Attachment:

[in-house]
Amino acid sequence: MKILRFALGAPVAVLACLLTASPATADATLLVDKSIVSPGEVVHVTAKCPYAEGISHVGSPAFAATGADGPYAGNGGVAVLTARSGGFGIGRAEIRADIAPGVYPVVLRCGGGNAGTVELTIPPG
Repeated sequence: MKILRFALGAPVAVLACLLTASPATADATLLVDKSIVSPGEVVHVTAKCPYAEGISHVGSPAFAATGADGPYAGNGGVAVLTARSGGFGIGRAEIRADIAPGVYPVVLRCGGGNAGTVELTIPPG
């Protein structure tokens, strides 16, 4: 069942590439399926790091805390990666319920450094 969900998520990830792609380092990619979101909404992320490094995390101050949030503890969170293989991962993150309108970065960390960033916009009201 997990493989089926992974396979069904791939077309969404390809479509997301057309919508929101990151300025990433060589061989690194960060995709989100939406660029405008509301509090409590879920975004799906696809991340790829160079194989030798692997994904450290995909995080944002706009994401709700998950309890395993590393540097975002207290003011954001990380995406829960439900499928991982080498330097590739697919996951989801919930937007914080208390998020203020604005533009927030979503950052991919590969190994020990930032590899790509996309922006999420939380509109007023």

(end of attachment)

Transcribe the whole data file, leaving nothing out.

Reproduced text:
[in-house]
Amino acid sequence: MKILRFALGAPVAVLACLLTASPATADATLLVDKSIVSPGEVVHVTAKCPYAEGISHVGSPAFAATGADGPYAGNGGVAVLTARSGGFGIGRAEIRADIAPGVYPVVLRCGGGNAGTVELTIPPG
Repeated sequence: MKILRFALGAPVAVLACLLTASPATADATLLVDKSIVSPGEVVHVTAKCPYAEGISHVGSPAFAATGADGPYAGNGGVAVLTARSGGFGIGRAEIRADIAPGVYPVVLRCGGGNAGTVELTIPPG
């Protein structure tokens, strides 16, 4: 069942590439399926790091805390990666319920450094 969900998520990830792609380092990619979101909404992320490094995390101050949030503890969170293989991962993150309108970065960390960033916009009201 997990493989089926992974396979069904791939077309969404390809479509997301057309919508929101990151300025990433060589061989690194960060995709989100939406660029405008509301509090409590879920975004799906696809991340790829160079194989030798692997994904450290995909995080944002706009994401709700998950309890395993590393540097975002207290003011954001990380995406829960439900499928991982080498330097590739697919996951989801919930937007914080208390998020203020604005533009927030979503950052991919590969190994020990930032590899790509996309922006999420939380509109007023």